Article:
Shooting in the cavern zone should offer the opportunity for interesting images. You can capture really eye-catching patterns in the background. Entering a wreck and staying close to the entrance, you can use the same techniques. This will keep both the dive plan and the photography simple, and be much safer than a deep penetration.
Shooting in Total Darkness
Once you enter the cave or turn away from the cavern zone, you are in a completely black environment. You need to bring all your lighting along. Basically, it is akin to lighting a room the way an architectural photographer does in a house or office building. This kind of photography is difficult enough, but now you have the extra challenge of total darkness—and being underwater!
In order to create dimension and show the cave or wreck interior you have to add a backlight. You are trying to create the same affect you'd use ambient light for in open water, but now you have to bring the light with you. Many models of underwater flash that are capable of accepting a long extension cord work well for the backlight. This will allow you to position the external slave trigger on your model so that it will fire when it detects the light from the flash.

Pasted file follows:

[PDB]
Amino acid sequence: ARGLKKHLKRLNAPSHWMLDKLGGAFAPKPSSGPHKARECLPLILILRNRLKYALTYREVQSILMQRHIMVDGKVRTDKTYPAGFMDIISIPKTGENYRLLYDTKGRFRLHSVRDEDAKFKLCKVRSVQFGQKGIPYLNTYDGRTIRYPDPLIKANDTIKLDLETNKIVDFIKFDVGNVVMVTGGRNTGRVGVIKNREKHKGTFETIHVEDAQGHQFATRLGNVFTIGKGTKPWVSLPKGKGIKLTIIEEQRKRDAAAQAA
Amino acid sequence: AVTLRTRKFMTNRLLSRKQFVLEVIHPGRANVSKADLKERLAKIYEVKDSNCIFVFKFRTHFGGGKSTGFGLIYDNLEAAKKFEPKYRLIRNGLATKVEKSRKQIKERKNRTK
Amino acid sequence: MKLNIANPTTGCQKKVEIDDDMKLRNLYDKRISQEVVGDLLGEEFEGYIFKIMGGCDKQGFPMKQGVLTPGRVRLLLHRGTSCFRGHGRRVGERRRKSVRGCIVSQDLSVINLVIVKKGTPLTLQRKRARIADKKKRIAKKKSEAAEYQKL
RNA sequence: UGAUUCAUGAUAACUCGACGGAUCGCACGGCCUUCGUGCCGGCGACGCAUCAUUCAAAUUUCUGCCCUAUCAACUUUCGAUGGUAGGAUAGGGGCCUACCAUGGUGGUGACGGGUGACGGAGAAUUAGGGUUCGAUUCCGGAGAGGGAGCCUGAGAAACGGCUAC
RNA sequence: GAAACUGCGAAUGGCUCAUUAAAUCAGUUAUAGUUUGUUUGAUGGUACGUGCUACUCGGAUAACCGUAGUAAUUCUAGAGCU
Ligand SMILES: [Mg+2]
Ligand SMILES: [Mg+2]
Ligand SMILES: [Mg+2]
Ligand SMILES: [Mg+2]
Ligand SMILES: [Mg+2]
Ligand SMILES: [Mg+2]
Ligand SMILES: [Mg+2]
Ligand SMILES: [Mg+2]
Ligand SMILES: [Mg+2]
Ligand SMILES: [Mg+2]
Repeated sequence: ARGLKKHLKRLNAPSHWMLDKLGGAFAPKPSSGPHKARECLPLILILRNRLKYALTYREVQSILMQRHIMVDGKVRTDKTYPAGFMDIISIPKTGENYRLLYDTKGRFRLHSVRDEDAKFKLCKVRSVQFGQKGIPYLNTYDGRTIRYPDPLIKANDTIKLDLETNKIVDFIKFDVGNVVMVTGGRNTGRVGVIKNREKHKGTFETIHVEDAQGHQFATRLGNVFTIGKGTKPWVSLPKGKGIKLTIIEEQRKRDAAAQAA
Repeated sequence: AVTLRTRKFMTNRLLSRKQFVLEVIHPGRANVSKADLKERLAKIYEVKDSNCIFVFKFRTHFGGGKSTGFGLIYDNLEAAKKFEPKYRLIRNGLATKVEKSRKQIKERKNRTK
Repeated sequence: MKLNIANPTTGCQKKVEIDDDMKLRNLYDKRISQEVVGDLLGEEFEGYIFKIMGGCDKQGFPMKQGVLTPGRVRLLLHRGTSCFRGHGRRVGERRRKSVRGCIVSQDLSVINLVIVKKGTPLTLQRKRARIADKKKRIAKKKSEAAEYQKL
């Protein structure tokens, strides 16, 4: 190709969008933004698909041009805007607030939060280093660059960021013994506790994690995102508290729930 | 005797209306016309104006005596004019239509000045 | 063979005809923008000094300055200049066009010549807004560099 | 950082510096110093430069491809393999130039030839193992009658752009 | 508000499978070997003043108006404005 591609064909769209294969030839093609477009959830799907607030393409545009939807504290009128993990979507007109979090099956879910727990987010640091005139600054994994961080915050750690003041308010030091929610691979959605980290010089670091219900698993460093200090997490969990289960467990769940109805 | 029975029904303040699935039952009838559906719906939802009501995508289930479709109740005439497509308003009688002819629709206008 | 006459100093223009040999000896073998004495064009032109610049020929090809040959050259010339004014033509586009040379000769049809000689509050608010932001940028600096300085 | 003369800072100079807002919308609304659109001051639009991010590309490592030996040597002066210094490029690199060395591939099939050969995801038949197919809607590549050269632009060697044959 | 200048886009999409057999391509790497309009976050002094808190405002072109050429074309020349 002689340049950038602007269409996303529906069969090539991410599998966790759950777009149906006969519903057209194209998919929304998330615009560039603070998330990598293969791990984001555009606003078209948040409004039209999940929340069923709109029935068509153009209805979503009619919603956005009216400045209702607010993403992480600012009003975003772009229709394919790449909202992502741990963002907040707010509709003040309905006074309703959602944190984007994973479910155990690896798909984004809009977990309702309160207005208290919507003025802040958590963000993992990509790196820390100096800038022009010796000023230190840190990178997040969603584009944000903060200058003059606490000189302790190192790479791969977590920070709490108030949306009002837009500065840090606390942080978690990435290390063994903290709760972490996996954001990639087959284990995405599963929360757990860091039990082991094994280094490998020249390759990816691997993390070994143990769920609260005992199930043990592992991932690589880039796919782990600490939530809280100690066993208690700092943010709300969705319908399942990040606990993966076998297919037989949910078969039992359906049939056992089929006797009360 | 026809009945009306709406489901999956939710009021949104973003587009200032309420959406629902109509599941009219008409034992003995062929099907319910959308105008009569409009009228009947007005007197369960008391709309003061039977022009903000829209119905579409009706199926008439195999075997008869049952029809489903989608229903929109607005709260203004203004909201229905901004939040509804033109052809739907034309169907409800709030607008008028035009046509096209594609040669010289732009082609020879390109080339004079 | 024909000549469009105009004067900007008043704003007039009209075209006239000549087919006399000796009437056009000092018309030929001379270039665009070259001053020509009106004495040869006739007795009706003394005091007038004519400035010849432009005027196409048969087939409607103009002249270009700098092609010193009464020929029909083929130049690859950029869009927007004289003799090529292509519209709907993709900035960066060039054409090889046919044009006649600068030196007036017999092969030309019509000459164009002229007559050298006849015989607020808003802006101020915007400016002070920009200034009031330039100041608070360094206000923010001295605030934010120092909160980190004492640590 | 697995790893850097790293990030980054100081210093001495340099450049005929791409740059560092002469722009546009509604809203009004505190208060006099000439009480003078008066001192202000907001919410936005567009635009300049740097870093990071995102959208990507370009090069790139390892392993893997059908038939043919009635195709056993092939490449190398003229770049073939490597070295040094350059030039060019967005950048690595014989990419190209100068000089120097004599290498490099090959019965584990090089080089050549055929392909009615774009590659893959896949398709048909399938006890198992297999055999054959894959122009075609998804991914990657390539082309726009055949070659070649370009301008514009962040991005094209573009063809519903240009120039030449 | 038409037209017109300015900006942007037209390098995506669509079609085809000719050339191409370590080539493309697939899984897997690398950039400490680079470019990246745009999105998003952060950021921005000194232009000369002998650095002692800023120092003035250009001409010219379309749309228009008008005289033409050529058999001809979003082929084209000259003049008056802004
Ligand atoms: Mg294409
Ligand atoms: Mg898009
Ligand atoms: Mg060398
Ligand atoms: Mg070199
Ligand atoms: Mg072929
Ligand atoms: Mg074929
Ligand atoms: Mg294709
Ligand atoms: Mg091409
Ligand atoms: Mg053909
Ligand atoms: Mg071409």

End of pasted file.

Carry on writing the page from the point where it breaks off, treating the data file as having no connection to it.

Here's How to Rig the Backlight to Your Model
Use a bungee cord to attach the flash to the model's air tanks. Don't forget the right sync cords and connectors! The flash should be pointed toward the diver's fins. It's best to fit in a wedge so the flash is easier to position. Run the slave to the front of the diver and attach it to a D-Ring. The Ikelite manual controller is very good for this purpose. Since the controller allows you to change the flash power remotely, you don't have to swim behind the subject to make any adjustments.
Have the diver face you, with the attached flash facing away from the camera toward the back of the inside space. When the flashes on your camera rig fire, the slave will trigger the backlight. It is important that the backlight does not burn out the background. Depending on how far away the back wall is, you might not need a lot of power, but you do need a wide soft beam of light for a more natural look. Doing this adds a three-dimensional feel to the photograph and allows you to see detail in the background. Most cave photographs are better with a diver in the photo, to show scale. Your model diver should have proper equipment rigging for the environment in which you are shooting. The model should also be carrying a primary light. You could use your subject's light to create an interesting composition element in your photograph. You can follow the same technique inside a wreck, but don't forget to also create still-life images of the ship's machinery and other artifacts.
This is very technical photography and requires patience, communication and planning with your subject and your other team members. One of the advantages of shooting with digital gear is being able to see the results instantly so you can make on-the-fly adjustments. So take your camera, a gaggle of flashes and go jump into a flooded hole in the ground (once you have certification, for sure)! Experiment, have fun and above all, dive safely!